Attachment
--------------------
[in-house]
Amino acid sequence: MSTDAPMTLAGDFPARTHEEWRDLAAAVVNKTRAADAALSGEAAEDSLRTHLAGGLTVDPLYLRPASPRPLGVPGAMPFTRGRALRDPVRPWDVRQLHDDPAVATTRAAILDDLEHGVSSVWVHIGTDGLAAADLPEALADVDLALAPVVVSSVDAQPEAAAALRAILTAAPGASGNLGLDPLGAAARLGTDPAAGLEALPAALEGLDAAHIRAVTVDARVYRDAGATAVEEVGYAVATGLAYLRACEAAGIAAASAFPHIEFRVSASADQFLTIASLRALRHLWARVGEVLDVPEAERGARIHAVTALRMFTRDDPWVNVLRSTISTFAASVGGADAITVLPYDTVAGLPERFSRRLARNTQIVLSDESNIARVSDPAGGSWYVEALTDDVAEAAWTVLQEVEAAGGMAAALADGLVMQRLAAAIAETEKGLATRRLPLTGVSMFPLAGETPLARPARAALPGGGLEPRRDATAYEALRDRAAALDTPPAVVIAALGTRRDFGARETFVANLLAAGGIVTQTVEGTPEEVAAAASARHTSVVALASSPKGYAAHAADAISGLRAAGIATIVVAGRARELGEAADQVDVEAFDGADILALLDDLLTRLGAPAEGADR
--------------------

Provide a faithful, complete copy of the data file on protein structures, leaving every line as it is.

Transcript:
[in-house]
Amino acid sequence: MSTDAPMTLAGDFPARTHEEWRDLAAAVVNKTRAADAALSGEAAEDSLRTHLAGGLTVDPLYLRPASPRPLGVPGAMPFTRGRALRDPVRPWDVRQLHDDPAVATTRAAILDDLEHGVSSVWVHIGTDGLAAADLPEALADVDLALAPVVVSSVDAQPEAAAALRAILTAAPGASGNLGLDPLGAAARLGTDPAAGLEALPAALEGLDAAHIRAVTVDARVYRDAGATAVEEVGYAVATGLAYLRACEAAGIAAASAFPHIEFRVSASADQFLTIASLRALRHLWARVGEVLDVPEAERGARIHAVTALRMFTRDDPWVNVLRSTISTFAASVGGADAITVLPYDTVAGLPERFSRRLARNTQIVLSDESNIARVSDPAGGSWYVEALTDDVAEAAWTVLQEVEAAGGMAAALADGLVMQRLAAAIAETEKGLATRRLPLTGVSMFPLAGETPLARPARAALPGGGLEPRRDATAYEALRDRAAALDTPPAVVIAALGTRRDFGARETFVANLLAAGGIVTQTVEGTPEEVAAAASARHTSVVALASSPKGYAAHAADAISGLRAAGIATIVVAGRARELGEAADQVDVEAFDGADILALLDDLLTRLGAPAEGADR